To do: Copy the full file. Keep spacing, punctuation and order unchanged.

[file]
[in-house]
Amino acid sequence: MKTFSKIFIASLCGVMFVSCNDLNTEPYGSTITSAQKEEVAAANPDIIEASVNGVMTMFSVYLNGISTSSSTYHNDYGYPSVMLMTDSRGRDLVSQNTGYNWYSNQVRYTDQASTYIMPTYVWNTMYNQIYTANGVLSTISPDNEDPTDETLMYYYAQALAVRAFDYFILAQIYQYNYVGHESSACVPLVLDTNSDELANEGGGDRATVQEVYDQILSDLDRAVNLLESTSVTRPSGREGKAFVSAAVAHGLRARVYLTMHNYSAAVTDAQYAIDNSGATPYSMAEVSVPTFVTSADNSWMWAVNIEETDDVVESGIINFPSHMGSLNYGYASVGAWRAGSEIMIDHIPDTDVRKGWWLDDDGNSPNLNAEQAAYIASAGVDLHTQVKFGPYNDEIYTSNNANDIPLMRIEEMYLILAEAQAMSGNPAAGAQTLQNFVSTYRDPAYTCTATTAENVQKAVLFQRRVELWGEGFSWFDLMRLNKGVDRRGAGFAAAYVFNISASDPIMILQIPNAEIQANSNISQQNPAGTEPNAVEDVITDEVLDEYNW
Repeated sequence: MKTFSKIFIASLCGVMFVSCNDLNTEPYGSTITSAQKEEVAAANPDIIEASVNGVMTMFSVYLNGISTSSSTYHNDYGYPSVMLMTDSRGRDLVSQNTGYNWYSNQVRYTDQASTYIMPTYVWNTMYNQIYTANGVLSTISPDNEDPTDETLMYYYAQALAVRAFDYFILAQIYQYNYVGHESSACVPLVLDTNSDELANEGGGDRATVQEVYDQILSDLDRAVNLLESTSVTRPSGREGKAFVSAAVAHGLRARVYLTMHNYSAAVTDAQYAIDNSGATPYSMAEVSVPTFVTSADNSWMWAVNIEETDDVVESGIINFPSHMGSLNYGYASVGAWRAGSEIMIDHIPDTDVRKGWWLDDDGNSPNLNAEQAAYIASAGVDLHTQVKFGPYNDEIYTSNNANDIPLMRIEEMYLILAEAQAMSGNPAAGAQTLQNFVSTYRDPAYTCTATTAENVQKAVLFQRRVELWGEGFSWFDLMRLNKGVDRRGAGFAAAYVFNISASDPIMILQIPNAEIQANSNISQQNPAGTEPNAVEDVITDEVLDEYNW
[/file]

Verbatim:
[in-house]
Amino acid sequence: MKTFSKIFIASLCGVMFVSCNDLNTEPYGSTITSAQKEEVAAANPDIIEASVNGVMTMFSVYLNGISTSSSTYHNDYGYPSVMLMTDSRGRDLVSQNTGYNWYSNQVRYTDQASTYIMPTYVWNTMYNQIYTANGVLSTISPDNEDPTDETLMYYYAQALAVRAFDYFILAQIYQYNYVGHESSACVPLVLDTNSDELANEGGGDRATVQEVYDQILSDLDRAVNLLESTSVTRPSGREGKAFVSAAVAHGLRARVYLTMHNYSAAVTDAQYAIDNSGATPYSMAEVSVPTFVTSADNSWMWAVNIEETDDVVESGIINFPSHMGSLNYGYASVGAWRAGSEIMIDHIPDTDVRKGWWLDDDGNSPNLNAEQAAYIASAGVDLHTQVKFGPYNDEIYTSNNANDIPLMRIEEMYLILAEAQAMSGNPAAGAQTLQNFVSTYRDPAYTCTATTAENVQKAVLFQRRVELWGEGFSWFDLMRLNKGVDRRGAGFAAAYVFNISASDPIMILQIPNAEIQANSNISQQNPAGTEPNAVEDVITDEVLDEYNW
Repeated sequence: MKTFSKIFIASLCGVMFVSCNDLNTEPYGSTITSAQKEEVAAANPDIIEASVNGVMTMFSVYLNGISTSSSTYHNDYGYPSVMLMTDSRGRDLVSQNTGYNWYSNQVRYTDQASTYIMPTYVWNTMYNQIYTANGVLSTISPDNEDPTDETLMYYYAQALAVRAFDYFILAQIYQYNYVGHESSACVPLVLDTNSDELANEGGGDRATVQEVYDQILSDLDRAVNLLESTSVTRPSGREGKAFVSAAVAHGLRARVYLTMHNYSAAVTDAQYAIDNSGATPYSMAEVSVPTFVTSADNSWMWAVNIEETDDVVESGIINFPSHMGSLNYGYASVGAWRAGSEIMIDHIPDTDVRKGWWLDDDGNSPNLNAEQAAYIASAGVDLHTQVKFGPYNDEIYTSNNANDIPLMRIEEMYLILAEAQAMSGNPAAGAQTLQNFVSTYRDPAYTCTATTAENVQKAVLFQRRVELWGEGFSWFDLMRLNKGVDRRGAGFAAAYVFNISASDPIMILQIPNAEIQANSNISQQNPAGTEPNAVEDVITDEVLDEYNW